Tuesday, November 15, 2011

Weekend in review (11/11-11/12/2011): Suicide, Incorporated / Morgan Karr / Bonnie & Clyde / Wild Animals You Should Know

I felt like crap this weekend, but I like to think I can separate that from my opinions about the shows I saw. But, you know, full disclosure and all that.

So, yay for a three-day weekend. And OF COURSE Lisa and I used that to go to New York. Full reviews to come, but I'm tired of being so thoroughly behind, so I'm going to start doing these quick weekend reviews in addition to coming back for full reviews later. So these will be for general impressions and recommendations and then (I hope) I'll be able to go back and dig in for the reviews later.

Anyway, here's what I saw:
First up was the latest offering from Roundabout Underground, a program I really love. This is the group's black box space and they use it to foster young artists. So far their biggest success seems to be Stephen Karam, so a big YAY for that. I really like Speech & Debate, and I love Sons of the Prophet (which started at the Huntington in Boston and is now in Roundabout's Pels theater, their larger off-Broadway space, upstairs from the Underground--so Karam is literally moving up in the world).

Right, so the new Underground show is Suicide, Incorporated. I was achy and exhausted, and the theater was overly warm, so I was not at my best as an audience member. Still, I think the show needs to pick up the pace. I was itching to leave toward the end, even though a couple of the performances are excellent. (HOLY CRAP, James McMenamin.) I think the idea of the play is intriguing: a company that helps people write their suicide notes. It's interesting to think about how companies prey on desperate people, how people can learn the wrong lessons from personal tragedy, and how little effort it might take to nudge someone onto or off of the right track. The play isn't as funny or insightful as it seems to thinks it is, and in addition to the production needing better pacing, the play could use some trimming. Still, not bad, and I'm glad I managed to fit it in (more in retrospect than while I was fidgeting in my overly tall seat).

Then I saw Spring Awakening alumnus Morgan Karr's concert at the newly renovated Joe's Pub. In general, I think I like the new space, though I did not like sitting near the new door to the kitchen, which was louder than it should be. The new bathrooms are plentiful. The whole Public Theater is a mess of construction right now, but I think it's moving in the right direction.

Karr is determined to be a pop star, and he certainly has the voice and the drive for it. He has surrounded himself with talented supporting artists, and he goes balls-to-the-wall out on stage. His songwriting isn't my favorite style, but DAYUM that boy can sing. And he put on a SHOW. So go see him when you get a chance. And his 11:11 wish thing is pretty charming, even though his 11/11/11 show started barely before midnight (not his fault).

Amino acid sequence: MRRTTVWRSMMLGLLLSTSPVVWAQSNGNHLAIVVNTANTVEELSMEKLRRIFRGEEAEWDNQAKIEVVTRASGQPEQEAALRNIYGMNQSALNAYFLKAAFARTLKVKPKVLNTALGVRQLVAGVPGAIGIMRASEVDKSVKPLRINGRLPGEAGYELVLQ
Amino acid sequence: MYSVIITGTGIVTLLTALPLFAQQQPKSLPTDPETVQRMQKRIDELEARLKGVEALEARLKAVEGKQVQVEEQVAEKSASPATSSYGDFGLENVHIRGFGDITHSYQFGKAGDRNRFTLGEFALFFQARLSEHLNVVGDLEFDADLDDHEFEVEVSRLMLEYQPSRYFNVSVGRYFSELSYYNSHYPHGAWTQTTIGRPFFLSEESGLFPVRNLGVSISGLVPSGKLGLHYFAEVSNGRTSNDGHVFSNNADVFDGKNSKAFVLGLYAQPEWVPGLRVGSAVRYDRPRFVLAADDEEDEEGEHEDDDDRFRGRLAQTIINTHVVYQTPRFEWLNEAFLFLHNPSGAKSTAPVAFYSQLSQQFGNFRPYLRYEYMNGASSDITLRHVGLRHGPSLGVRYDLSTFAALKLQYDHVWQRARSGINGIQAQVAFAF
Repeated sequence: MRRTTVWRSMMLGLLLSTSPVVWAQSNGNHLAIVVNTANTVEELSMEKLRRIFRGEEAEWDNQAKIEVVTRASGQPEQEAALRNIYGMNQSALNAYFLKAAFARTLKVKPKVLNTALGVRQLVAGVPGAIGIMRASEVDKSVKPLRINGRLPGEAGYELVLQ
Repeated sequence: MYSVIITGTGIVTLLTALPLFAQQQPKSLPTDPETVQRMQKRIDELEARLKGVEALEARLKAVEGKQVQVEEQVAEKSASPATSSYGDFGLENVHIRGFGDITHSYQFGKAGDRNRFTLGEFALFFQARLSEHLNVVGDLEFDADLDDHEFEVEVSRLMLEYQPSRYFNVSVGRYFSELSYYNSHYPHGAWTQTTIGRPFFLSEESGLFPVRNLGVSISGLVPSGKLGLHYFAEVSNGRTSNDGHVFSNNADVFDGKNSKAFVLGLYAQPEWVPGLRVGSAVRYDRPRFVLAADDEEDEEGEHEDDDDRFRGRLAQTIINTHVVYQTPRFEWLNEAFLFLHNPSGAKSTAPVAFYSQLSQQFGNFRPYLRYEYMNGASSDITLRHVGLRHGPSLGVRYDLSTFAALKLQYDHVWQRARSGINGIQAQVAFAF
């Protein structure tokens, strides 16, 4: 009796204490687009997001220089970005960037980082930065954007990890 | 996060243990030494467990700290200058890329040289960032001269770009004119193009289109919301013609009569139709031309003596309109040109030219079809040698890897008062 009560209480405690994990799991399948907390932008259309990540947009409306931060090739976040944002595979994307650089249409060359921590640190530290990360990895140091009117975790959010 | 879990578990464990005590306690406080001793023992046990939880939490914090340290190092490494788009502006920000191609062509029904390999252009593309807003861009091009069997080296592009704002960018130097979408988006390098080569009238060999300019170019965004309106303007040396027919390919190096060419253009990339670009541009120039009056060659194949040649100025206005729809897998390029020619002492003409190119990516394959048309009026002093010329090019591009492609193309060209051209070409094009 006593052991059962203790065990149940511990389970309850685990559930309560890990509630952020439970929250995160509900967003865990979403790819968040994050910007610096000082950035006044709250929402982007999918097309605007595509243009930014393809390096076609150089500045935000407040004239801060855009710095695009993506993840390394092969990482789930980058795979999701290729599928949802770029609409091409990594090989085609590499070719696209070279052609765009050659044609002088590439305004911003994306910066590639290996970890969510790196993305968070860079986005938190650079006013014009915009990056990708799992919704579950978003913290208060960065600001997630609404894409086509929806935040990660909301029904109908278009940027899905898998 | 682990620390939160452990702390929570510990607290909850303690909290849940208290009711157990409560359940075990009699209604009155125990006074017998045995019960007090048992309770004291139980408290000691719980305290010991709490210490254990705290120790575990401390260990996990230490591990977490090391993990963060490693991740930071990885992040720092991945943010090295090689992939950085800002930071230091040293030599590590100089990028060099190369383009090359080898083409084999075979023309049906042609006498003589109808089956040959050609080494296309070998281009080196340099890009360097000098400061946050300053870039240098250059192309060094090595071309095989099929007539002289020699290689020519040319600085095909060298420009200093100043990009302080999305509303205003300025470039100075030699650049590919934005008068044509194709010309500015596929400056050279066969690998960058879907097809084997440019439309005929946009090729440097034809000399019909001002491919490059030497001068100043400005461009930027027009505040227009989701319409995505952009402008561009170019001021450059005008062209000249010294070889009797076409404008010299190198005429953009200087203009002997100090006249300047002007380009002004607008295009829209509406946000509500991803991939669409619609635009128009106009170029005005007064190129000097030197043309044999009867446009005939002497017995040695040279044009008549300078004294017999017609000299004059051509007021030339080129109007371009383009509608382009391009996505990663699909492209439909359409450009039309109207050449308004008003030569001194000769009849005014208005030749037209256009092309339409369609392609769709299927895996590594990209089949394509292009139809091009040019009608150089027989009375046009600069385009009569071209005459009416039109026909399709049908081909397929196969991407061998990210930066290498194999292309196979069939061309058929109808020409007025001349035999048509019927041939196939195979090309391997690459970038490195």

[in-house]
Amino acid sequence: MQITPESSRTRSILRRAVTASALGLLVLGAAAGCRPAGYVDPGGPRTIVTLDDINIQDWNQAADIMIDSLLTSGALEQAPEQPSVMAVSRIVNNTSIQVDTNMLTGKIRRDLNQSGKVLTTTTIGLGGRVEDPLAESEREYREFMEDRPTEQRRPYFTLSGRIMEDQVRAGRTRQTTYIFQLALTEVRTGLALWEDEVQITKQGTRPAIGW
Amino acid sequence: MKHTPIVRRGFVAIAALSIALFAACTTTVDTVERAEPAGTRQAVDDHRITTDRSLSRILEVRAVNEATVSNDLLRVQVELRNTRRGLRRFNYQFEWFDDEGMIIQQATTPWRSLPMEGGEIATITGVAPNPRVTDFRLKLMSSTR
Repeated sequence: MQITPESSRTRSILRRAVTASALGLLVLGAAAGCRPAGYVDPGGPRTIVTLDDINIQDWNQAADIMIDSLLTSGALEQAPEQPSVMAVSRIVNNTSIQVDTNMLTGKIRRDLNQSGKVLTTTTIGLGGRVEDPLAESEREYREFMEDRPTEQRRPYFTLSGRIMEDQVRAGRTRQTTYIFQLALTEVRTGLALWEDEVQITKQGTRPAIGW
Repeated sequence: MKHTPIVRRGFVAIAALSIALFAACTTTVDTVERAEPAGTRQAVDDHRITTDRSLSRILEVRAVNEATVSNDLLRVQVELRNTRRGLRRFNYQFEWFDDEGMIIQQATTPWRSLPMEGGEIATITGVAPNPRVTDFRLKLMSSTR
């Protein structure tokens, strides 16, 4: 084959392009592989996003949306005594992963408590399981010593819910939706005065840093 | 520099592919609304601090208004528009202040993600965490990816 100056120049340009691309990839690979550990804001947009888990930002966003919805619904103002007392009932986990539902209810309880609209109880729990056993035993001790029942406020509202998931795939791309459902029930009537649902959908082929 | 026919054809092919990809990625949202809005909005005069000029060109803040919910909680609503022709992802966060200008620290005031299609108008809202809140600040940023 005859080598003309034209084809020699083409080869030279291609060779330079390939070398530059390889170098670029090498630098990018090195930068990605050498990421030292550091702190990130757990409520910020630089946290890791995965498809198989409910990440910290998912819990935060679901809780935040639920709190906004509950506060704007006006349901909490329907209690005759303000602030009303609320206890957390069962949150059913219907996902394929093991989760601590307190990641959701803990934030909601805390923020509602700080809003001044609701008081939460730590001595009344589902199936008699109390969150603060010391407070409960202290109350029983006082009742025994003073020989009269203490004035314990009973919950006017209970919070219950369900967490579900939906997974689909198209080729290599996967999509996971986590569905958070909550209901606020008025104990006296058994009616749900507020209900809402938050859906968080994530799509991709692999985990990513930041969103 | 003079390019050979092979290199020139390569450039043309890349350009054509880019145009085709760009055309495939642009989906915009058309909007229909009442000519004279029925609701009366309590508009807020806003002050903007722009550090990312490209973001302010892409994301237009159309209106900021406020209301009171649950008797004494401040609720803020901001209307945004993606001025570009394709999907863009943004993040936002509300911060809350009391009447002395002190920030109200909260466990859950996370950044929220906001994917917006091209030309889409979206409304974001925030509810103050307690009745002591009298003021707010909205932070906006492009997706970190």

Next up was the new musical Bonnie & Clyde. I will have very, very much to nitpick about it. For now, I'll just say that for a show filled with so much shooting, it really misses the mark. (Yeah, I'm sure I'm neither the first nor the last to make that super-lame observation.) It's not bad exactly, but it's not good. I was hoping it would be great or hilariously awful, but it is neither. And it isn't shockingly mediocre the way Priscilla, Queen of the Desert and Catch Me if You Can are. It just fails to be good. The sound and projections and costuming and design are excellent. The fault lies with the material. The music is pretty forgettable other than about three good songs. And the entire focus of the show is wrong. There are such talented people up on stage, a famous real-life story, and so much potential relevance in this economic climate and culture of fame worshiping. So it's so disappointing for the musical to be so not right. Alas. Also, Laura Osnes has such a beautiful voice, but this is the third show I've seen her in and SHE CANNOT ACT. Just ... NO.

Rounding out the trip was the new off-Broadway play Wild Animals You Should Know, which I think had just started previews that week. I liked it. The performances are very good, as you would expect from Tony Winner Alice Ripley (Next to Normal) and Patrick Breen (the Normal Heart), but really there isn't a weak link in the cast (plus Jay Armstrong Johnson and John Behlmann are so very, very pretty). There are interesting ideas (alas not particularly well explored). Basically, it's fine off-Broadway fare, but nothing that is likely to stick with me for a long time. And the MCC needs new seats like whoa.

While I was at Suicide, Incorporated, Lisa saw Other Desert Cities and really liked it. I'm looking forward to seeing it next weekend.

Saturday, November 5, 2011

Out-of-town adventures

After being MIA (read: in bed, sick) for over a month, I am finally back on the blog. (A)live, from San Diego! I tend to plan much of my continental travel around concerts or theater. So I'm here in this lovely city with my lovely husband to cross a musical off my bucket list: The Rocky Horror Show by Richard O'Brien at the Old Globe.

What makes this adventure even better is that the show stars several actors I love. I'm most excited about the casting for Brad: Kelsey Kurz, whom I loved in Sons of the Prophet in Boston (I'm looking forward to seeing the play again off-Broadway, this time with Santino Fontana in Kurz's role). Janet is Jeanna de Waal, formerly of American Idiot on Broadway. Eddie is Andrew Call, who was fantastic in the American Idiot ensemble and whom I also saw as a St. Jimmy understudy. And the musical's lead attraction, Dr. Frank N. Furter, is Matt McGrath, whom I saw recently in a Pinter play at the Atlantic Theater and who was quite good in the dreadful Nightingale workshop at Powerhouse over the summer.

So I'm very excited to see a new city and a bucket-list musical. More later!